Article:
Jesus, Interrupted by Bart D Ehrman
Summary: Ehrman is a New Testament scholar who has published multiple books discussing things that are well-known among scholars of the Bible but are less known to lay people. This book discusses the irreconcilable differences, how the books of the NT were chosen, and what that means.
I didn't know much of what he presents as I've mostly had a devotional approach to the Bible rather than historical-critical, to use his terms. But actually this has provided new encouragement for studying the Bible next year as I take a more in depth look.
A point he mentioned that I was completely unaware of, is that the Bible is much less of a focus outside of America. The conservative evangelical community focuses on it, saying it is the inerrant word of God and everyone should read and study it but outside people are more focused on worshiping God through community and less through a book. Personally I like to meld the two as I always like to supplement things with books and I love reading.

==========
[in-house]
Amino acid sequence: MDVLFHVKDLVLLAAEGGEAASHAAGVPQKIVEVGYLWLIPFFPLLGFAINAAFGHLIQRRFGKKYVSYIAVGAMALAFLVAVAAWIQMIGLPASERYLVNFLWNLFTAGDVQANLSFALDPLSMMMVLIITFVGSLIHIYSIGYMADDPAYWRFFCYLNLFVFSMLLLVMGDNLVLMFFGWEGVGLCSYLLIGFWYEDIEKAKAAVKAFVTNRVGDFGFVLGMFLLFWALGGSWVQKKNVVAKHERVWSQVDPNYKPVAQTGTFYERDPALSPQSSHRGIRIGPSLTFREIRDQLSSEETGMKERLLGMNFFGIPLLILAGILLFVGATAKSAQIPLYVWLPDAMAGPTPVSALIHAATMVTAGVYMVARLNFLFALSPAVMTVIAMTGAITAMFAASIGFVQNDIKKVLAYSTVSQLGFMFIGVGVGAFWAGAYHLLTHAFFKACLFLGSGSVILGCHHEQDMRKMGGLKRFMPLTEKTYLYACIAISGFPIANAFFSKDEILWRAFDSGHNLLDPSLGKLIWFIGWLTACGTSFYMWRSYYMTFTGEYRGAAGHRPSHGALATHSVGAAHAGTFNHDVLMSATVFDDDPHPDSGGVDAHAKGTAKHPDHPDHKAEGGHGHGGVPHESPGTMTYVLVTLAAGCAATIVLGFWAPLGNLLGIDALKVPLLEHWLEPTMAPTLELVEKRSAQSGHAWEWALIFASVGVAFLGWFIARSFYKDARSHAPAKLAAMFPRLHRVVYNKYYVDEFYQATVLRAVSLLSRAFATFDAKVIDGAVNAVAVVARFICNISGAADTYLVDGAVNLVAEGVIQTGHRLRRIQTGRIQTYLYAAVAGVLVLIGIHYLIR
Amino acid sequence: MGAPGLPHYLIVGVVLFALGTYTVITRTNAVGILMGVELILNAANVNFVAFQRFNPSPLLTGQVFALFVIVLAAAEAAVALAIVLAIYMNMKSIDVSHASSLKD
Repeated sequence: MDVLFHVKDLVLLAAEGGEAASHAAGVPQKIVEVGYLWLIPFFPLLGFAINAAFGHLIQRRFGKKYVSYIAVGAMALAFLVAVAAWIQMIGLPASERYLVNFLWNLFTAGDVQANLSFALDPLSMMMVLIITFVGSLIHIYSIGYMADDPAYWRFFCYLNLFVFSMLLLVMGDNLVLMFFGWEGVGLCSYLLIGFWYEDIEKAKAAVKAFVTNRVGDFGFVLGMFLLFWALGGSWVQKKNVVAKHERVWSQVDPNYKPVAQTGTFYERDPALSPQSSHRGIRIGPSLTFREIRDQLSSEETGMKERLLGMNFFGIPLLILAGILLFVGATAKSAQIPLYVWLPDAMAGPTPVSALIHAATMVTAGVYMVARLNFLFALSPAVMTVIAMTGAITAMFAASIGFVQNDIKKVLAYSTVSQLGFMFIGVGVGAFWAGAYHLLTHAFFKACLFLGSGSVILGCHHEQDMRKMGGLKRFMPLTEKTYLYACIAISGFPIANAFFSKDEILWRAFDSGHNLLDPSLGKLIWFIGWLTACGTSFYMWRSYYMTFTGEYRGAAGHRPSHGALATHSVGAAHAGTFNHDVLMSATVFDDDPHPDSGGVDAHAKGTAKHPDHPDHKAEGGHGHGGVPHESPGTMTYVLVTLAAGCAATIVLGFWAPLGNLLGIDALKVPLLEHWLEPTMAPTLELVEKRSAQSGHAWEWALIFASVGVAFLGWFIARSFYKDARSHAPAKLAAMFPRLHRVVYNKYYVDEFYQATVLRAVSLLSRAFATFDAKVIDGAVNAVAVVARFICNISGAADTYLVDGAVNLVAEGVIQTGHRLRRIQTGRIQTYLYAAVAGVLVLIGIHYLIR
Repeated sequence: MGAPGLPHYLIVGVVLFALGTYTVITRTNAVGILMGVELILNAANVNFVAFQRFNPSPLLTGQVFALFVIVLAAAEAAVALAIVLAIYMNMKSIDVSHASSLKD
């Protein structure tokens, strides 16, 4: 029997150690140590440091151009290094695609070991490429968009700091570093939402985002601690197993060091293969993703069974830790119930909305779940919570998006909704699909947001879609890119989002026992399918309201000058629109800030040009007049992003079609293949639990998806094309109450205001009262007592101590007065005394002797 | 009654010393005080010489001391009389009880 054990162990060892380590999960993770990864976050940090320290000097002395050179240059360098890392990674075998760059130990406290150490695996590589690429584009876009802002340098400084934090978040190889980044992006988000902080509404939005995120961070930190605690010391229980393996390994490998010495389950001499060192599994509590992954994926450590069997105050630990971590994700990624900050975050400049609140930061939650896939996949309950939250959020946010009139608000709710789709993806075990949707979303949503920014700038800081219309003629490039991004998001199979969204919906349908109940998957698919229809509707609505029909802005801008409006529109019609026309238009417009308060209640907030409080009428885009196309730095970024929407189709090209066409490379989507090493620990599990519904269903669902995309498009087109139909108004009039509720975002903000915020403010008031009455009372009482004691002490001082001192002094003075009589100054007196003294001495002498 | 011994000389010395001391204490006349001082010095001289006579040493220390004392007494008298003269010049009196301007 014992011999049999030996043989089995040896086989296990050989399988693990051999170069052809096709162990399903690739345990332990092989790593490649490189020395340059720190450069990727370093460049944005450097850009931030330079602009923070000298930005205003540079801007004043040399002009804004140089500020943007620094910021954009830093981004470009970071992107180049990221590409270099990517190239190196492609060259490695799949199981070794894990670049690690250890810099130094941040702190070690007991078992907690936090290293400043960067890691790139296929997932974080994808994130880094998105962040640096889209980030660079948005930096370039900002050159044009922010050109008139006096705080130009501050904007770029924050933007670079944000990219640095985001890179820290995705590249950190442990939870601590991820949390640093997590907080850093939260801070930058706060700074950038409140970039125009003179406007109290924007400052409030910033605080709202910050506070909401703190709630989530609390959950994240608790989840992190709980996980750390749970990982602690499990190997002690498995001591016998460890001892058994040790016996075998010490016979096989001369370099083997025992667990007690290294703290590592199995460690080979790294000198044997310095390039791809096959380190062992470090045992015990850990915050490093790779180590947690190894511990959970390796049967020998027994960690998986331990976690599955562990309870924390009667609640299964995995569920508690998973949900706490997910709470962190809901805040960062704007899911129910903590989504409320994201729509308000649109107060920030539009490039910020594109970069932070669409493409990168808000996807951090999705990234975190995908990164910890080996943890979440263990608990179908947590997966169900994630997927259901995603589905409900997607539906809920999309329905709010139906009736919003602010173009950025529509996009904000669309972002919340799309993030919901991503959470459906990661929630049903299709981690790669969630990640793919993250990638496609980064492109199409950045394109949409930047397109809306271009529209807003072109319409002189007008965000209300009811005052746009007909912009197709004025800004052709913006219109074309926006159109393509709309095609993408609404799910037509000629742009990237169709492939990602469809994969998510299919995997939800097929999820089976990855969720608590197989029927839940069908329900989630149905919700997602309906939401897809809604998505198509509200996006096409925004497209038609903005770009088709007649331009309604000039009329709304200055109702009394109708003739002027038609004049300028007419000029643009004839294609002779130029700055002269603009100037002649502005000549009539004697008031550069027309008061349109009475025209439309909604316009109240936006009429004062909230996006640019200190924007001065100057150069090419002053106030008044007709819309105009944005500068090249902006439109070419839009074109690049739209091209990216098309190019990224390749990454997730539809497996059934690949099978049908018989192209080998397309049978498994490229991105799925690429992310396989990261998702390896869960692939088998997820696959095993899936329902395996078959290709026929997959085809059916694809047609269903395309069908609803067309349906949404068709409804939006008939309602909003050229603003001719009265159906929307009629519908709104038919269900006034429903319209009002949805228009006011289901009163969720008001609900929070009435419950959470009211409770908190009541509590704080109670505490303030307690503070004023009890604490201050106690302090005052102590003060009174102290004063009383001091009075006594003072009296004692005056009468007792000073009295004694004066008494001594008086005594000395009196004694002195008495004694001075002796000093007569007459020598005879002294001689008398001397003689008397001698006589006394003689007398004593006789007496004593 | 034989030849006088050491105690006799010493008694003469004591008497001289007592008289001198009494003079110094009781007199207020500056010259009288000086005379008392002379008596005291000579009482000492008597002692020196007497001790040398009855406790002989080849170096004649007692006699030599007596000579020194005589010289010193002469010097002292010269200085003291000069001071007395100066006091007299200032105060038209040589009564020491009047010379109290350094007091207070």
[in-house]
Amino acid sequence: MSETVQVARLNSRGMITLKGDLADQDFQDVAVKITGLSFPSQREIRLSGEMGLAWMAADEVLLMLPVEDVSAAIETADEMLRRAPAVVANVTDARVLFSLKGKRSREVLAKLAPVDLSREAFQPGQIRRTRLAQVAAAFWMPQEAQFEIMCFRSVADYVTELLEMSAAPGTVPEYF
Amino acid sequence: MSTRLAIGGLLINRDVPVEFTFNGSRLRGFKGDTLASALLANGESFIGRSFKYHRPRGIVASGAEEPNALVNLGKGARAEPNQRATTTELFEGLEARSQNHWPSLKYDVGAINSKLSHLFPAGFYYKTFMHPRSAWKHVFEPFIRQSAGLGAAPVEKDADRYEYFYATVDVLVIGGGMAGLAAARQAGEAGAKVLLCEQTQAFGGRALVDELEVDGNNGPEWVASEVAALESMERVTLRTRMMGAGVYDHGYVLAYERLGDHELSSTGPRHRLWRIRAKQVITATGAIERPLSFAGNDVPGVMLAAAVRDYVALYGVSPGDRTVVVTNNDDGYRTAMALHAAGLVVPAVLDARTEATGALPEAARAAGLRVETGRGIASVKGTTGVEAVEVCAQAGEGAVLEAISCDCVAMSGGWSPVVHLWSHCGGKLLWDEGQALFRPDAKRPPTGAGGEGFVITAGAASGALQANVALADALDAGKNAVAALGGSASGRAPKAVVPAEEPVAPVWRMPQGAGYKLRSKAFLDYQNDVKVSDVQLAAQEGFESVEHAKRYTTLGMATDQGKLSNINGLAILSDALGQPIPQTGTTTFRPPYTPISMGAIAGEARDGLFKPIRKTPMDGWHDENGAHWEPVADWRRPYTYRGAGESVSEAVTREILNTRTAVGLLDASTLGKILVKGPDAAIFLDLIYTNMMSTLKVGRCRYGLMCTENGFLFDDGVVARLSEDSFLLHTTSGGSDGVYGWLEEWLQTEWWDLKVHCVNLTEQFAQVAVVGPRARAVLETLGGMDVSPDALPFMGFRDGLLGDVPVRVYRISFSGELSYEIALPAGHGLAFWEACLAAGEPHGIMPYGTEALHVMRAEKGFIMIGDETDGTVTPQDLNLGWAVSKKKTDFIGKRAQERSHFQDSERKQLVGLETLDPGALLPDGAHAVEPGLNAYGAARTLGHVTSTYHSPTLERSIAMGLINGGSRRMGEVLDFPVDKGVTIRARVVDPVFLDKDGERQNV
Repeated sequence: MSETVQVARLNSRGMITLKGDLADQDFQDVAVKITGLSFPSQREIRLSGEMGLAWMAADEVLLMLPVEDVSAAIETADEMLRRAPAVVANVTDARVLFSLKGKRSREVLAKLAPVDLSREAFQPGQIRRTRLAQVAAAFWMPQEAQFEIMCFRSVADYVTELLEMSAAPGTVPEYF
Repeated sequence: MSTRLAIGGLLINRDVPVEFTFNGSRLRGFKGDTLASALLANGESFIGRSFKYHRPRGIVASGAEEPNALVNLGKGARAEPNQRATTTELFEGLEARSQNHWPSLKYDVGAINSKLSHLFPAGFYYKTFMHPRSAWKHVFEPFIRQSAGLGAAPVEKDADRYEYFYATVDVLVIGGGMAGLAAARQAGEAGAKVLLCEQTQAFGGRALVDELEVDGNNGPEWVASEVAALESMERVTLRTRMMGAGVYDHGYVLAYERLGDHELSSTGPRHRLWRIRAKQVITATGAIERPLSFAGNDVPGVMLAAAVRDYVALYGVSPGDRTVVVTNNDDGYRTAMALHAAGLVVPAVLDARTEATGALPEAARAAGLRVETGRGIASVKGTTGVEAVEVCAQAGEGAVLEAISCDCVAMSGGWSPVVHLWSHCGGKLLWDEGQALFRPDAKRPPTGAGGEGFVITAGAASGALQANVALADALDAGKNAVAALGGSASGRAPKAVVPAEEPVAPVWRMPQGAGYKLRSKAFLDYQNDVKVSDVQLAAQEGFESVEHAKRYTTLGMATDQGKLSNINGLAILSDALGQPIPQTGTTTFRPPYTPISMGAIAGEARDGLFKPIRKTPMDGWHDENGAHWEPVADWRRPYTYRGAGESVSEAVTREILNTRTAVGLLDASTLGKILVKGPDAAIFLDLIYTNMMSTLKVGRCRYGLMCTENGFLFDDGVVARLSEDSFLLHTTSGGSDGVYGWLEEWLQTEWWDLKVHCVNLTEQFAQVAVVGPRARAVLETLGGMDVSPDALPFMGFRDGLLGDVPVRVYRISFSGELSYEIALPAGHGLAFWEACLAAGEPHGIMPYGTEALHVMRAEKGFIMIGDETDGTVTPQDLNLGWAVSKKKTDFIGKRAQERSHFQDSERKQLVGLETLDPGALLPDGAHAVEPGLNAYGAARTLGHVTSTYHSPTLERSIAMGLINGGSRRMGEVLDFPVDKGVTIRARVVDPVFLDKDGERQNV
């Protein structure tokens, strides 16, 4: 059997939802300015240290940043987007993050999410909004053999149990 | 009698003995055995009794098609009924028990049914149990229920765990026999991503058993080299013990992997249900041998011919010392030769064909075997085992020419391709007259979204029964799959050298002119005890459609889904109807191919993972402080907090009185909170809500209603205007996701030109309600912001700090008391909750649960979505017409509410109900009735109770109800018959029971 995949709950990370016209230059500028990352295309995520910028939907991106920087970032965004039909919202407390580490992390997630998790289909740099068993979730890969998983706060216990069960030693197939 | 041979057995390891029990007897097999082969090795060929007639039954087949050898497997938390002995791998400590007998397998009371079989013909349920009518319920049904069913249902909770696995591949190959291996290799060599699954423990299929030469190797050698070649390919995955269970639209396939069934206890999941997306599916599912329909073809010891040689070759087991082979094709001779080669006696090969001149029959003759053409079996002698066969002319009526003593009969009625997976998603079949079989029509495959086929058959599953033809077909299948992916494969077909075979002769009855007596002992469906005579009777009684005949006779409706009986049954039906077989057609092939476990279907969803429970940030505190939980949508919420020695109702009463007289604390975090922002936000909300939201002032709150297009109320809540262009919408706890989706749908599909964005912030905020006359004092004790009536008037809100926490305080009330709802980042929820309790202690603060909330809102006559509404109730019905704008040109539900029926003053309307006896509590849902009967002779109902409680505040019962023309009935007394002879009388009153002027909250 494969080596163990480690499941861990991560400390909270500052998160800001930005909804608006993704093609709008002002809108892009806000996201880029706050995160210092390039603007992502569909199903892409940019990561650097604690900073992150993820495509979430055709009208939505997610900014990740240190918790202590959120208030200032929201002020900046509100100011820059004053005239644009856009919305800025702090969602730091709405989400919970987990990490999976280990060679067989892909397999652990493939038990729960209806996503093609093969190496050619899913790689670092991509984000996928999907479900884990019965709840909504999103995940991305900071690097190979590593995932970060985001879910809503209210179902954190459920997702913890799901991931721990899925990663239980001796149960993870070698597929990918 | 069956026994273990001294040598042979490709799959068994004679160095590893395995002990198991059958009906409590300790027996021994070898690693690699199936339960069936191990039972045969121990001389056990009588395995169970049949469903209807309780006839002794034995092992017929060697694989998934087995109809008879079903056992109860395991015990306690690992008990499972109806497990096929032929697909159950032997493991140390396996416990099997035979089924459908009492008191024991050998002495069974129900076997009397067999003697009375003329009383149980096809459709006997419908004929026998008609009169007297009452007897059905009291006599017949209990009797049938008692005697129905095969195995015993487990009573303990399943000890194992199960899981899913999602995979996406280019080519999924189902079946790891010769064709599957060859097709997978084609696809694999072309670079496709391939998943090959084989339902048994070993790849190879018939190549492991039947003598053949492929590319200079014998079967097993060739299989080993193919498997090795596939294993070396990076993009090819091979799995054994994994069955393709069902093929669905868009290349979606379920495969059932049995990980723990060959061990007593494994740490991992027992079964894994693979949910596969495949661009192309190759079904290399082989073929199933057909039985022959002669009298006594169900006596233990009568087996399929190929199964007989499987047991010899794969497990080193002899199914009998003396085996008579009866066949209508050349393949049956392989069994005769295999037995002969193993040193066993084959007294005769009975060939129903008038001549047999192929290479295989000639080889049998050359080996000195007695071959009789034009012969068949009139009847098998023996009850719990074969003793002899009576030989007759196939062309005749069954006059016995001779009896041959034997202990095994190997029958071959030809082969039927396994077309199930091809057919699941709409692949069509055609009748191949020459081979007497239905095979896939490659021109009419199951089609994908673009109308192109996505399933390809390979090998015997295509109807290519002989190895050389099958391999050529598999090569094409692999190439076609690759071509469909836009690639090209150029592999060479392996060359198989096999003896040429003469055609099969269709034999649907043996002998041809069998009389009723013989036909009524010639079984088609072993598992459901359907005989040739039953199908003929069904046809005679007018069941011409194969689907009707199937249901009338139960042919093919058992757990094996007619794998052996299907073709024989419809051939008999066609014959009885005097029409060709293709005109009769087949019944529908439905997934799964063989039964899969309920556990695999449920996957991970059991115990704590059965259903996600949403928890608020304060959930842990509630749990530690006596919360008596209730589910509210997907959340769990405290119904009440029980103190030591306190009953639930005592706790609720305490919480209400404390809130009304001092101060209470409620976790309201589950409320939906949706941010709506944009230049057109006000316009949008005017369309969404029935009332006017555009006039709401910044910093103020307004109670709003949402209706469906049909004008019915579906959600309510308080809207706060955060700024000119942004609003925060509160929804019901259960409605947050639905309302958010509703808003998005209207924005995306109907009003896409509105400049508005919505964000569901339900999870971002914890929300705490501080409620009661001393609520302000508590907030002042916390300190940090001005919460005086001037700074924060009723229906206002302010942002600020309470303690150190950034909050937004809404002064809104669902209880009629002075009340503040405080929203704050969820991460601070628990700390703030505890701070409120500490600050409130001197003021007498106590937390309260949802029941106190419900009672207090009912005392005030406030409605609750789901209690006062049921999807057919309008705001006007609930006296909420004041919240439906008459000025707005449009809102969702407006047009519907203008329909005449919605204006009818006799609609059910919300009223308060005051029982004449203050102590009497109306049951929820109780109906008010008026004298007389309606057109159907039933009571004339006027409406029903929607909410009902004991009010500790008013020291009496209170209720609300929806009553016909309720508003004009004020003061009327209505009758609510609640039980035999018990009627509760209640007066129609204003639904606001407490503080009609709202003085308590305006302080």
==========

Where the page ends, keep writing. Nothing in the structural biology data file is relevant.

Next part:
Lastly I found the book very repetitive. He mentioned many of the same ideas multiple times. I may not be a Bible scholar but I'm not dumb and I don't need everything repeatedly spelled out for me. It also seemed as if he was promoting his other books with frequent references and footnotes to them. This may have been because he discussed the point he was making in this book more thoroughly there but it turned me off as if he expected me to shell out for another book (admittedly I checked this one out through the library as I probably would with any of his other books.) For example, he mentions that he became an agnostic (from a conservative evangelical) not because of these contradictions but because of the problem of suffering, which he just happened to write a book about.
Overall: 3.5/5 While the book is an easy read and may share new information, it may be more of a skimming book for you and not one I would recommend to buy.